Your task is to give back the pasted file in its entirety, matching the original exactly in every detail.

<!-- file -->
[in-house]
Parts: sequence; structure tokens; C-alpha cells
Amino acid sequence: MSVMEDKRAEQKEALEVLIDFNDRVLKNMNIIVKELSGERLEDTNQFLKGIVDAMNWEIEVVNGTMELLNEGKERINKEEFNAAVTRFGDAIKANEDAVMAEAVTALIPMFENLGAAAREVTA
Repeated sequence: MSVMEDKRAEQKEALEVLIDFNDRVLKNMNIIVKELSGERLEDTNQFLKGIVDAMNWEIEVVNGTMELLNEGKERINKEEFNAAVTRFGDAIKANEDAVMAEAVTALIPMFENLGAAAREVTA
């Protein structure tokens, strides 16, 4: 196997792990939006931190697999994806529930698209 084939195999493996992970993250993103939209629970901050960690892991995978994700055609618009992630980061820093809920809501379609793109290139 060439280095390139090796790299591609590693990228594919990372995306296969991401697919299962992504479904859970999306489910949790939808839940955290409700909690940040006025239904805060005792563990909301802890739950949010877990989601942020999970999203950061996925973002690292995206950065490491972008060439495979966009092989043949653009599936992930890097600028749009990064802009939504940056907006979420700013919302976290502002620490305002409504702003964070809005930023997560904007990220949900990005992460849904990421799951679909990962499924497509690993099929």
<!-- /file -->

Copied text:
[in-house]
Parts: sequence; structure tokens; C-alpha cells
Amino acid sequence: MSVMEDKRAEQKEALEVLIDFNDRVLKNMNIIVKELSGERLEDTNQFLKGIVDAMNWEIEVVNGTMELLNEGKERINKEEFNAAVTRFGDAIKANEDAVMAEAVTALIPMFENLGAAAREVTA
Repeated sequence: MSVMEDKRAEQKEALEVLIDFNDRVLKNMNIIVKELSGERLEDTNQFLKGIVDAMNWEIEVVNGTMELLNEGKERINKEEFNAAVTRFGDAIKANEDAVMAEAVTALIPMFENLGAAAREVTA
């Protein structure tokens, strides 16, 4: 196997792990939006931190697999994806529930698209 084939195999493996992970993250993103939209629970901050960690892991995978994700055609618009992630980061820093809920809501379609793109290139 060439280095390139090796790299591609590693990228594919990372995306296969991401697919299962992504479904859970999306489910949790939808839940955290409700909690940040006025239904805060005792563990909301802890739950949010877990989601942020999970999203950061996925973002690292995206950065490491972008060439495979966009092989043949653009599936992930890097600028749009990064802009939504940056907006979420700013919302976290502002620490305002409504702003964070809005930023997560904007990220949900990005992460849904990421799951679909990962499924497509690993099929």